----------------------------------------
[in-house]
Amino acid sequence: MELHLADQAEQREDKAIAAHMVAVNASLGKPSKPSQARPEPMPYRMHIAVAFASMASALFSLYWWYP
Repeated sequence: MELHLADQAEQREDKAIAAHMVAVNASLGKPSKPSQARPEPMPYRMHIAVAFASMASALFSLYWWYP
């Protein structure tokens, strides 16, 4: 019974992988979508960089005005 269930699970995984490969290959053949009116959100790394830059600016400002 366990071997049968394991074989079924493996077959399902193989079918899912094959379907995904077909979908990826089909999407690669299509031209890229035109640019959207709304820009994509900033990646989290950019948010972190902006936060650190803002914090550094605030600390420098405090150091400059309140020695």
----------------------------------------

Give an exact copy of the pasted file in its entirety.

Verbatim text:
[in-house]
Amino acid sequence: MELHLADQAEQREDKAIAAHMVAVNASLGKPSKPSQARPEPMPYRMHIAVAFASMASALFSLYWWYP
Repeated sequence: MELHLADQAEQREDKAIAAHMVAVNASLGKPSKPSQARPEPMPYRMHIAVAFASMASALFSLYWWYP
């Protein structure tokens, strides 16, 4: 019974992988979508960089005005 269930699970995984490969290959053949009116959100790394830059600016400002 366990071997049968394991074989079924493996077959399902193989079918899912094959379907995904077909979908990826089909999407690669299509031209890229035109640019959207709304820009994509900033990646989290950019948010972190902006936060650190803002914090550094605030600390420098405090150091400059309140020695």